Changing the powder to liquid ratio in this application affected the rate of fluoride release. This, in turn, helped to create material for dental implants, which would assist in the prevention of further cavities.

There are a number of clear and obvious advantages of homogenous size distributions that can also be seen in the making of sealing glasses. Used for bonding and setting components, sealing glasses can be supplied in a range of different forms, such as tapes, pastes, and preforms.

Making preform involves the process of pressing the glass powder in a mold and subsequently firing it. There are very stringent requirements on the properties of the glass powder used in this type of manufacture, including good flow without clumping – an objective that spray drying can help achieve.

Organic binders are also often added to the liquid slurry before spraying as part of making preform glasses through spray drying. Organic binders such as this help the particles hold together stronger and form agglomerates, improving the final preform's adhesive effects. This ensures that they flow nicely into molds and can be set in the correct shape.

Glass Processing Services from Mo-Sci

Mo-Sci offers a range of specialty glass powders from unique formulations and is one of few suppliers to do so.6 The class VI spacer grade glass microspheres produced by Mo-Sci are designed to offer highly accurate spacing and are available in size ranges from 38 µm ± 7% to 850 µm ± 5%.

Mo-Sci additionally offers a widespread range of bioactive glasses along with other biomaterials, including a range of spray-dried powders.

Each of these materials is produced in an environmentally-controlled space with very high purity ceramic or precious metal equipment to maintain the rigorous safety standards required for biomedical devices and avoid any risk of contamination.

Contact Mo-Sci today to find out how their custom processing capabilities could boost the performance of your glass powder range using advanced manufacturing techniques.

References

  1. Shishir, M. R. I., & Chen, W. (2017). Trends of spray drying: A critical review on drying of fruit and vegetable juices. Trends in Food Science and Technology, 65, 49–67. https://doi.org/10.1016/j.tifs.2017.05.006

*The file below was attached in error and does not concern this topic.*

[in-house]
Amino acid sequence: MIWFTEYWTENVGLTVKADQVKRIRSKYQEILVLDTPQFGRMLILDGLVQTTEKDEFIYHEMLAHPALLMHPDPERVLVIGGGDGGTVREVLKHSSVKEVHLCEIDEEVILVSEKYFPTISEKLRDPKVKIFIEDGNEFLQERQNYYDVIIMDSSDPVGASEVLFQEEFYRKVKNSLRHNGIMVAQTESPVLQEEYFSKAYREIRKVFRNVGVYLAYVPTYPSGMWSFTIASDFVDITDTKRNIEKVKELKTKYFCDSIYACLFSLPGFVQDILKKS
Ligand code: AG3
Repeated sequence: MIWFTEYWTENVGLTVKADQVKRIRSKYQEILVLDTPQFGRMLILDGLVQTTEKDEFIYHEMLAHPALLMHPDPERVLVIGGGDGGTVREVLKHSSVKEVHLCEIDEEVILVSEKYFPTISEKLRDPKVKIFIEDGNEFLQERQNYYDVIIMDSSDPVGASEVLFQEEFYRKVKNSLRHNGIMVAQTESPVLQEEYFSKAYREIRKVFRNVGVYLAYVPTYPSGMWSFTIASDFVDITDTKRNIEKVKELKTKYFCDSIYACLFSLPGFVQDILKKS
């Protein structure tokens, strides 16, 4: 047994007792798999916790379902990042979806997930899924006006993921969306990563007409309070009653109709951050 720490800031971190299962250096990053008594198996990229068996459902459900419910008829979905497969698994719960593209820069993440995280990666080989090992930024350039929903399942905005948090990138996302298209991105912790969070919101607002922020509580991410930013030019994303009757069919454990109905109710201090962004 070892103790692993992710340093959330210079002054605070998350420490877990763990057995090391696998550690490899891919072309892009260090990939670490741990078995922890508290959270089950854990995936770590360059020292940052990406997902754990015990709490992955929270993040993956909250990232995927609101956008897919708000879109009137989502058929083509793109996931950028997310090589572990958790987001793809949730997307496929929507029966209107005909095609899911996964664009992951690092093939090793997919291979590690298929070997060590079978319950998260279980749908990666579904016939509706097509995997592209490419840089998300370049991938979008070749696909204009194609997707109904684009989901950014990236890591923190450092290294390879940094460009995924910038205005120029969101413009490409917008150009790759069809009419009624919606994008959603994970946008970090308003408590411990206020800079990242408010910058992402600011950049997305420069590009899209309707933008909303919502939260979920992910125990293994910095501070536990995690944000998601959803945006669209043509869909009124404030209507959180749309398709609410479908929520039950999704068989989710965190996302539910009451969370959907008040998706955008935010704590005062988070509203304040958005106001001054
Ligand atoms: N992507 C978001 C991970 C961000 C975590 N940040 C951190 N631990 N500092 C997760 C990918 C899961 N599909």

2. Arpagaus, C., Collenberg, A., & Rütti, D. (2019). Laboratory spray drying of materials for batteries, lasers, and bioceramics. Drying Technology, 37(4), 426–434. https://doi.org/10.1080/07373937.2017.1410487
  3. Cattell, M. J., Patzig, C., Bissasu, S., Tsoutsos, A., & Karpukhina, N. (2020). Nucleation efficacy and flexural strength of novel leucite glass-ceramics. Dental Materials, 36(5), 592–602. https://doi.org/10.1016/j.dental.2020.03.017
  4. Nandiyanto, A. B. D., & Okuyama, K. (2011). Progress in developing spray-drying methods for the production of controlled morphology particles: From the nanometer to submicrometer size ranges. Advanced Powder Technology, 22(1), 1–19. https://doi.org/10.1016/j.apt.2010.09.011
  5. Panpisut, P., Monmaturapoj, N., Srion, A., Angkananuwat, C., Krajangta, N., & Panthumvanit, P. (2020). The effect of powder to liquid ratio on physical properties and fluoride release of glass ionomer cements containing pre-reacted spherical glass fillers. Dental Materials Journal, 39(4), 563–570. https://doi.org/10.4012/dmj.2019-097
  6. Mo-Sci (2021) Glass Milling, https://mo-sci.com/glass-milling-equipment-techniques/, accessed 10th September 2021

This information has been sourced, reviewed, and adapted from materials provided by Mo-Sci Corp.

For more information on this source, please visit Mo-Sci Corp.